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Chapter Books For Children That Parents Will Want To Read, Too!

Updated on October 18, 2012

Good-Night, Moon And Other Lullaby Stories

If you're an involved parent and you've established a good bedtime routine with your child, chances are you've incorporated reading time as part of that routine. For many parents, their fondest memories of raising their children is putting them to bed at night and snuggling in for a little bedtime story before the lights go out. Sweet little stories like Good Night, Moon , If You Give A Mouse A Cookie , Mama, Do You Love Me?, and other bedtime classics stay on the shelves long after the rest of the books have been given away or handed down to someone else. Many parents read them so many times, they committed them to memory "...in the great, green room, there was a telephone and a red balloon..."

But what happens when your bouncing bundle of joy becomes too old for those precious stories and wants to start reading "chapter books?" Suddenly, reading at bedtime becomes a chore or falls by the wayside, simply because many of the chapter book series for the young reader are not too interesting for parents to read with their children. And what happens when your child reaches the "tween" years and you feel like you're starting to lose that connection that you had when they were younger when bedtime stories were the norm?


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Chapter Books That Kids Love

The first rule is, no matter how tired you are, no matter how torturous it may seem to you, don't stop reading with your child. Some parents get particularly frustrated at bedtime when their child wants to read to them, because that plodding word after word tedium is enough to bring a patient person to their knees! As horrible as it may seem if you're a little lacking in the patience department, don't discourage your child from reading to you. If you find yourself losing patience, let them read a paragraph and then you read a paragraph. And believe it or not, there are some young reader chapter books that will have you laughing along with your child. The Junie B. Jones series, about a little girl that's not exactly the picture of sweetness and light, begins when Junie is in kindergarten and then moves "speedy quick" through her year in first grade. The catch phrases are hilarious and parents will find themselves including them unwittingly in daily conversation with co-workers and probably getting some strange looks in return!


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Nate The Great and Other Fun To Read Books

Nate The Great is a series that packs alot of fun for young readers and their parents. Nate is an amateur detective who along with his dog, Sludge, solves a series of goofy mysteries including finding a missing pillowcase, his mother's Monster Cookie recipe, and other harmlessly silly and non-scary adventures. He also has his own section on the Random House website with lots of activities to extend your child's fun with Nate.

The Flat Stanley series is another easy to read collection and if you've never done the Flat Stanley exchange program as a school project, you've missed out on some serious fun. There is a template for Flat Stanley that parents can download for their child. Kids can then decorate Flat Stanley anyway they want, add hair, facial features, clothing, etc. Then the real fun begins! Flat Stanley needs to go traveling! Mail Flat Stanley to a willing family member or friend and have them document in journal and pictures his adventures in his new location. Stanley then gets returned to your child with the journal and pictures. The creativity of people you wouldn't necessarily think of as "kid people" is awesome and can be educational for you and your child depending on where Stanley ends up! Flat Stanley now has advanced to the computer age and even has his own Facebook page and downloadable app.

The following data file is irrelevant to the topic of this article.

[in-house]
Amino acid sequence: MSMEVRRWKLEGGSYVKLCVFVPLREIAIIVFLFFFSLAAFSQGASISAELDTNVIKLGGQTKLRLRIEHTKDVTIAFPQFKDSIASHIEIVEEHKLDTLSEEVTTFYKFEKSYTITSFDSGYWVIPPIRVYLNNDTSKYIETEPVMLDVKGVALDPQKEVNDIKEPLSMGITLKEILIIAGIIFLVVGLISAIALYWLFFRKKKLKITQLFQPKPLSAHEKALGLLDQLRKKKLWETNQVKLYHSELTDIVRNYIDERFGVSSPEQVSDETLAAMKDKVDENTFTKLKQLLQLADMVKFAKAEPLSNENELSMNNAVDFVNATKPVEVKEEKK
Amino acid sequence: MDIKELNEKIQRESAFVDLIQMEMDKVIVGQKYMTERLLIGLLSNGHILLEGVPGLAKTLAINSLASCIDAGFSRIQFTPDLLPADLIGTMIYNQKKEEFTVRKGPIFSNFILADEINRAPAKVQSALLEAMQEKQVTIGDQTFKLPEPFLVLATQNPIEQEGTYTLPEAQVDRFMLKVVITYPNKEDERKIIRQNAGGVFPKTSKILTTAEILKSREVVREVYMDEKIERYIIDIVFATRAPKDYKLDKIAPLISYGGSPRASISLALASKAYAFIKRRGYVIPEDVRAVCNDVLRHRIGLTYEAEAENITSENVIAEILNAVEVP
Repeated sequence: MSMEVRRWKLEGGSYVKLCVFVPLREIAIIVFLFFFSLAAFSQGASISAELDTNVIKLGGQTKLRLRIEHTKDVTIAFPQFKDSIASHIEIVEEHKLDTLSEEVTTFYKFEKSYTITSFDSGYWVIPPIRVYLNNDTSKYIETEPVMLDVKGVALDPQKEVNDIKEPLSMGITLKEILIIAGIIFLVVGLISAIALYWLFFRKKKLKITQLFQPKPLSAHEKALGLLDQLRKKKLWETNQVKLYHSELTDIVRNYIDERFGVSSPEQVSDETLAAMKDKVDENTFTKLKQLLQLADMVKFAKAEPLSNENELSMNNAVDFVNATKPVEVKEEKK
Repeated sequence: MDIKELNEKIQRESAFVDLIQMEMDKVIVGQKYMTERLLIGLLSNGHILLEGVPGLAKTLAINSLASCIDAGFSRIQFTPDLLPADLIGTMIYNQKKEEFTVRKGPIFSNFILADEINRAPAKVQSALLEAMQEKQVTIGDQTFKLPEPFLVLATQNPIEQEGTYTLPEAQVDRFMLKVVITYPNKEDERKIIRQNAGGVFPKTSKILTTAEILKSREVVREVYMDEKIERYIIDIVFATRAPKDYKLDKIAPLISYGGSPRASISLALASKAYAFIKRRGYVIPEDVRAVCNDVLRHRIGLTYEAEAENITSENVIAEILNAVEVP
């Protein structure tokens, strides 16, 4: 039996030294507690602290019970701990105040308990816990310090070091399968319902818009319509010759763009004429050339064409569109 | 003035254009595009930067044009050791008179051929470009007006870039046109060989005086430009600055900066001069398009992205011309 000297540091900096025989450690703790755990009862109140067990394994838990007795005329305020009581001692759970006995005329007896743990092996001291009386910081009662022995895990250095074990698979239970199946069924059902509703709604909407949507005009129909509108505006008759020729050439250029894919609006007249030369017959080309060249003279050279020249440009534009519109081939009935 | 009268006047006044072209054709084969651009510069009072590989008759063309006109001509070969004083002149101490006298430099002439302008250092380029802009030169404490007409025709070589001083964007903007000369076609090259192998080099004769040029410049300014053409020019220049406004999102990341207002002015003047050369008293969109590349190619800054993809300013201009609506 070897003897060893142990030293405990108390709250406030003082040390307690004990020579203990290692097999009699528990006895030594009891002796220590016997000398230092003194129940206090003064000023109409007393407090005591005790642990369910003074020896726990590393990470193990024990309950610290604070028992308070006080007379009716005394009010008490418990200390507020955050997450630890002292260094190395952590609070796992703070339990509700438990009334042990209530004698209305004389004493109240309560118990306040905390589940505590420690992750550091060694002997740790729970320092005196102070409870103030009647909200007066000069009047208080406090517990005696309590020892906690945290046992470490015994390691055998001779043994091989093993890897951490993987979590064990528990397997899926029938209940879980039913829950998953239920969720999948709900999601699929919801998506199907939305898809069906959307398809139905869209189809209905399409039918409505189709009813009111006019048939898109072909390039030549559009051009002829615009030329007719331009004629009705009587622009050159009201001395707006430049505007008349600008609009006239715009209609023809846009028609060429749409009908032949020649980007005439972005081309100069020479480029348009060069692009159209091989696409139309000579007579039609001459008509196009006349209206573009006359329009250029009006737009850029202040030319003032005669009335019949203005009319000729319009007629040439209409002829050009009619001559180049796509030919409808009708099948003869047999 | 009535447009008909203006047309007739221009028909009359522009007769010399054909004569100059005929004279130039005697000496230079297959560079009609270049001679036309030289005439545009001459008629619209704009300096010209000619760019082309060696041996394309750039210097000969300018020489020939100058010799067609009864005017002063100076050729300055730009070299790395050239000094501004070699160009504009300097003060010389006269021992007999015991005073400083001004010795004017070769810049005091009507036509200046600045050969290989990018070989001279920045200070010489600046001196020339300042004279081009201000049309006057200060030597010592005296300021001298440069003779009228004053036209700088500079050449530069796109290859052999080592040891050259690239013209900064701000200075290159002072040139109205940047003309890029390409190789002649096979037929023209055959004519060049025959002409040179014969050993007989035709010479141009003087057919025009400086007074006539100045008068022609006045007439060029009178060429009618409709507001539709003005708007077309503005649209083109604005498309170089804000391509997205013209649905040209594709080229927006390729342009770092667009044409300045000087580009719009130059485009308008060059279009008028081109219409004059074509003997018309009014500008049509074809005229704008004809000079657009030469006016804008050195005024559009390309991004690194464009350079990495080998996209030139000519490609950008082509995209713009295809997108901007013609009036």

Ten Great Chapter Book Series for Six to Twelve Year Olds

* Magic Tree House - Mary Pope Osborne

* Little House- Laura Ingalls Wilder

* Captain Underpants- Dav Pilkey

* Amelia Bedelia - Peggy & Herman Parish'Nate The Great- Marjorie Sharmat

* Goosebumps - R. L. Stine

* Junie B. Jones- Barbara Park

* Fudge- Judy Blume

* Harry Potter- J.K. Rowling

* The 39 Clues- Rick Riordan

* The Spiderwick Chronlcles- Tony DiTerlizzi and Holly Black

Chapter Books For Older Readers

What happens when your child has learned to read well independently and really doesn't need you to read with them anymore? Well, after you finish scratching your head in bewilderment over where the time went, don't give up that precious time together. Sharing books can still be a great experience for you and your child, you'll just have to change your strategies. Choosing a book series the two of you can read independently and then discuss at bed time is one way to let your child know that you are interested in what they're doing and truth be told, some of those series are downright addictive. The Harry Potter and Twilight series come to mind as ones that many parents and their children can't put down and can spark all kinds of discussion about good vs. evil, fantasy vs. reality, and yes, even the dreaded romantic relationships. A note to those who find the two series less than palatable and not appropriate from what you've heard...give them a read first before you pass judgement if you have any reservations. You may be surprised at the moral lessons that are clearly apparent in both of these series.

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When Should You Stop Reading To Your Child?

Lots of parents ask when it's no longer appropriate to read with your child. Try never. That's right, never! Sharing a good piece of literature can turn into a family affair as your children get older. You can branch out to Shakespeare, Animal Farm, To Kill A Mockingbird, and all the other classics. Try having older ones read to the younger ones. Turn it into a sort of bedtime book club. Make it a bedtime routine that everyone piles in the bed to read a familiar story and tells one high point of their day before they go off to their respective beds. You'll be making memories..I promise...and not just for yourself.


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    • ellahall2011 profile image